This is, of course, in line with the habituation effect - people (and all sentient creatures, for that matter) are very adaptable and quickly consider a new status quo the new normal. And while this can be a useful trait in evolution and survival, it can also mean that people start viewing a company trip, free lunches, and subsidised massages not as a perk, but as a right that they come to expect.

But should a company even be involved in people’s happiness?

Another source of resistance comes from executives believing that their employees’ happiness is not part of their responsibility.

This notion also comes from a false expectation. In this case it’s the wrong idea that companies need to provide a happy kingdom teeming with rainbows and unicorns. This is certainly not something that Samantha stands for. She insists on individuals’ responsibility for their own happiness. “People need to be self-aware and learn to articulate their work-related needs to their manager. If you were cold, you wouldn’t keep sitting in a chilly, damp room, would you? Yet in companies, I regularly encounter people who won’t ask their manager for changes that would help them be more happy and productive.”

The company’s responsibility lies in setting the stage on which people can thrive. To facilitate communication flows that have broken down due to ego or politics. To have policies that nudge people to take proper time off and not feel the need to be accessible on a Sunday afternoon. The company is in charge of the basics - removing the biggest obstacles that keep people in a zone of sub-optimal productivity and, consequently, unhappiness.

But employees need to meet the company half-way and articulate their needs. As Samantha puts it, “companies cannot solve the happiness equation alone”.

“Work-Life Balance is Bullsh!t”

The flipside of this coin of self-responsibility for your own happiness is the need to accept compromises.

Samantha criticises the narrative that ongoing work-life balance is an indispensable requirement for happiness. Instead, she proposes the idea of work-life harmony, which is characterised by temporary sacrifices: “Sometimes you just have a period when you need to fully focus on work. Other times you need to give yourself more space, or maybe you want to prioritise your relationships. But to constantly expect to do it all at the same time, that’s just not possible any more.”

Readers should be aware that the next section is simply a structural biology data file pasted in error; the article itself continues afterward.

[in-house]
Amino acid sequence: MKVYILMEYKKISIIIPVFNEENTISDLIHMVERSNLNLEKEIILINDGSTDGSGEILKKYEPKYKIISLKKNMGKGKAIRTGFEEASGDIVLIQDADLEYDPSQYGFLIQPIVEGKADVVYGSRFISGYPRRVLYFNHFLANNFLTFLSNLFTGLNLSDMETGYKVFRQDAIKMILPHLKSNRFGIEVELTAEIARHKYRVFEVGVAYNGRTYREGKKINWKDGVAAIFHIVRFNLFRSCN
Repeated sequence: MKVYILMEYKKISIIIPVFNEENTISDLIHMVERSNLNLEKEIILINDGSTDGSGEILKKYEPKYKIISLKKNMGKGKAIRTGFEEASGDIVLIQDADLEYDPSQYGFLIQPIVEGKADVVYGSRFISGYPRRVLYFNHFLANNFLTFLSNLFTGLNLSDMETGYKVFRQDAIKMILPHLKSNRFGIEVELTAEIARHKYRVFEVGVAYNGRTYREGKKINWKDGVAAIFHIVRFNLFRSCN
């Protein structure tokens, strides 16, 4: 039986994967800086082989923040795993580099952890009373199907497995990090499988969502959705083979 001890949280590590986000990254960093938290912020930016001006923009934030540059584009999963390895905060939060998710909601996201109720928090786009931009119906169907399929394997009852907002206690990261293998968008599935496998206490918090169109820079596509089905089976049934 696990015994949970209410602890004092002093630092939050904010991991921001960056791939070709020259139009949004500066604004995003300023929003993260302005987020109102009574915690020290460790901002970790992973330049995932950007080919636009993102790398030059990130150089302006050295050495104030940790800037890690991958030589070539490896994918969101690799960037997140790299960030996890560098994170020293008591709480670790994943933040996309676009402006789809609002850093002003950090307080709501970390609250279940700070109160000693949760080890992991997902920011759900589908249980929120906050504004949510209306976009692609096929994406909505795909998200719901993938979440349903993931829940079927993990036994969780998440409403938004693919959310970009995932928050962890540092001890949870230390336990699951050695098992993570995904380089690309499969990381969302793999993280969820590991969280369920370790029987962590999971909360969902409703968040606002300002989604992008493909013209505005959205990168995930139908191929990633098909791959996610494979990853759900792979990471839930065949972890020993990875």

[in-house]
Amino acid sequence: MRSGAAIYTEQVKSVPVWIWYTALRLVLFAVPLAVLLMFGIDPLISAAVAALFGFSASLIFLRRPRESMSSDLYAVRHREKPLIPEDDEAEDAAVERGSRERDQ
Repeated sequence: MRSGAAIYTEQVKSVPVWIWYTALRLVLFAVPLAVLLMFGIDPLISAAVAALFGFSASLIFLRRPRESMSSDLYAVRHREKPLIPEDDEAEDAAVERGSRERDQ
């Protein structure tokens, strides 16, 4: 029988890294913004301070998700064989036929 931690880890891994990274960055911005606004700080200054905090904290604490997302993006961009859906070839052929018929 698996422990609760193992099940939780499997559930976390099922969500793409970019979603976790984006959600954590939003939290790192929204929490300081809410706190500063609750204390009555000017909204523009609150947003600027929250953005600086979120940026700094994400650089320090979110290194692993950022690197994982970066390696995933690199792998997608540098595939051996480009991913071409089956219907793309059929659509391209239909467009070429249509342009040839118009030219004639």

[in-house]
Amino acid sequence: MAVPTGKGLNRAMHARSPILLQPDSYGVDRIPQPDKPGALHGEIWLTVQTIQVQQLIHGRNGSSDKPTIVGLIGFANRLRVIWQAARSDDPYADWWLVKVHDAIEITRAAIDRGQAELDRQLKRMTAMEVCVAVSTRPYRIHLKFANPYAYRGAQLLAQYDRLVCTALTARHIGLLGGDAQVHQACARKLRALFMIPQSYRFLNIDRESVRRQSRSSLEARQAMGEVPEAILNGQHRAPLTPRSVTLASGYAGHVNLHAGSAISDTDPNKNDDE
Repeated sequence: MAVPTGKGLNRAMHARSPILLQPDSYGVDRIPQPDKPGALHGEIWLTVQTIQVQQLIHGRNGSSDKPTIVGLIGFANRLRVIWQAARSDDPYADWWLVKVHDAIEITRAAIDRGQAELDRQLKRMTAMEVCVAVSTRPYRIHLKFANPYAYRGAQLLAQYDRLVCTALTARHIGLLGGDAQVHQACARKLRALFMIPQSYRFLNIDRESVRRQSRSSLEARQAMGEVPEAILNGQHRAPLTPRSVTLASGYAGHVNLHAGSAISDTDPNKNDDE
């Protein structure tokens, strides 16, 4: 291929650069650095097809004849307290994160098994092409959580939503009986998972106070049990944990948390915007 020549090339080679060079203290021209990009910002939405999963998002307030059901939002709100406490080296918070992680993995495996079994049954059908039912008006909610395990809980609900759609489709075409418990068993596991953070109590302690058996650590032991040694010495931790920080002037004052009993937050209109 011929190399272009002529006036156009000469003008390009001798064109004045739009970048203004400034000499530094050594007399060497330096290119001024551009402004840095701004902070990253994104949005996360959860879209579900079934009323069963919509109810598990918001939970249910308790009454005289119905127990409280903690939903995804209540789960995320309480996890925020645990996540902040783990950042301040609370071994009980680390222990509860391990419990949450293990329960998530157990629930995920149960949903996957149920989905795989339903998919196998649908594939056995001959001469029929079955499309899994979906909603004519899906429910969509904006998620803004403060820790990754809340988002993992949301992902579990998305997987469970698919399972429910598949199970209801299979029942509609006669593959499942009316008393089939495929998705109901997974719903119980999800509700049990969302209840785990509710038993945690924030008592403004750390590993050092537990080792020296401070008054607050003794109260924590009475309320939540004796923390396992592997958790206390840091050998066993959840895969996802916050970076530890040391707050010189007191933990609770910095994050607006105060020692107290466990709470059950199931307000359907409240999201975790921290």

Samantha uses David Whyte’s concept of the Three Marriages you have with yourself, your work and your relationships (to which she adds a fourth, the one you have with home and your private space): We need to have more of an appreciation of compromise, she insists. “We have been sold a message of a permanent equilibrium.” Instead, you need to have a conversation with yourself, and with the people in your life, and try to make sure that the temporary neglect of some of the four marriages does not derail them.

Work-life balance is a valid concept as long as you don’t expect to be balanced every day or every week. Or even on a longer time horizon. Because the fact is, no startup founder or anyone who has achieved anything significant, “has done this on a six-hour work day”, Samantha says. (Nikolai “hard work and no play” Storonsky from Revolut who spends 99.5% of his time in the office would agree).

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Conclusion

“Happiness” is a vague concept. Everyone has their own definition, ranging from a short-term burst of joy to a general sense of contentment. Some people need balance in their life to be happy, others thrive on the rush of achievement. On top of that, even the need itself for happiness is not uniform among people. Some actually don’t even pursue it. There is enough literature out there claiming that the direct pursuit of happiness leads to frustration. Instead, the reasoning goes, passion for a subject matter or focus on a problem worth solving will, as a byproduct, lead to happiness. To paraphrase John Lennon: 'Happiness is what happens to you while you're busy doing your work.'"

It’s hard to capture the fickle butterfly of happiness. But most people are good at spotting unhappiness in themselves and others. There is plenty of that in the world of work.

And this is the main takeaway from talking to Samantha. Although she probably wouldn’t phrase it that way, she is mainly in the business of helping companies to identify sources of unhappiness. When the thorn is pulled out from the heel, walking and running become fun again.

But walk and run you must on your own: The onus is on the company to remove sources of unhappiness. To find happiness - that’s on the individual.

And that’s a great framework not only for work life, but for a thriving society in general.